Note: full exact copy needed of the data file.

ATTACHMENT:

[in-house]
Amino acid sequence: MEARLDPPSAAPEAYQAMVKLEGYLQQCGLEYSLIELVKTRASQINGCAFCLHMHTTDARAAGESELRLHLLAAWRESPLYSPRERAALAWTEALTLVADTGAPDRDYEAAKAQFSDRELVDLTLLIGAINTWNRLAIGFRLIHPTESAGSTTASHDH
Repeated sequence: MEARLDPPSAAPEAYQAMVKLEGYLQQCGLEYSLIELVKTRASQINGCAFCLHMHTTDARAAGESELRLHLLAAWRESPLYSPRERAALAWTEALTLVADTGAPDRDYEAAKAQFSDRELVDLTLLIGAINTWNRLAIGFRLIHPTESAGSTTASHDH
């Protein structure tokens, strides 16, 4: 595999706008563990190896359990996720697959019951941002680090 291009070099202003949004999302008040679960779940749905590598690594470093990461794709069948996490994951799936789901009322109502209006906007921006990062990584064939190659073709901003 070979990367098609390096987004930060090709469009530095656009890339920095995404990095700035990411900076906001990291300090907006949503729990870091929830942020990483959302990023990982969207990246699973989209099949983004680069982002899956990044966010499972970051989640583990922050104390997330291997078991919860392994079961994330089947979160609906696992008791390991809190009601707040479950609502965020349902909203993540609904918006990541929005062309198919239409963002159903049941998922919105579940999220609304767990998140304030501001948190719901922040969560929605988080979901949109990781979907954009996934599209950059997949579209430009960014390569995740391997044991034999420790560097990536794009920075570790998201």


[in-house]
Amino acid sequence: MEARLDPPSAAPEAYQAMVKLEGYLQQCGLEYSLIELVKTRASQINGCAFCLHMHTTDARAAGESELRLHLLAAWRESPLYSPRERAALAWTEALTLVADTGAPDRDYEAAKAQFSDRELVDLTLLIGAINTWNRLAIGFRLIHPTESAGSTTASHDH
Repeated sequence: MEARLDPPSAAPEAYQAMVKLEGYLQQCGLEYSLIELVKTRASQINGCAFCLHMHTTDARAAGESELRLHLLAAWRESPLYSPRERAALAWTEALTLVADTGAPDRDYEAAKAQFSDRELVDLTLLIGAINTWNRLAIGFRLIHPTESAGSTTASHDH
């Protein structure tokens, strides 16, 4: 595999706008563990190896359990996720697959019951941002680090 291009070099202003949004999302008040679960779940749905590598690594470093990461794709069948996490994951799936789901009322109502209006906007921006990062990584064939190659073709901003 070979990367098609390096987004930060090709469009530095656009890339920095995404990095700035990411900076906001990291300090907006949503729990870091929830942020990483959302990023990982969207990246699973989209099949983004680069982002899956990044966010499972970051989640583990922050104390997330291997078991919860392994079961994330089947979160609906696992008791390991809190009601707040479950609502965020349902909203993540609904918006990541929005062309198919239409963002159903049941998922919105579940999220609304767990998140304030501001948190719901922040969560929605988080979901949109990781979907954009996934599209950059997949579209430009960014390569995740391997044991034999420790560097990536794009920075570790998201």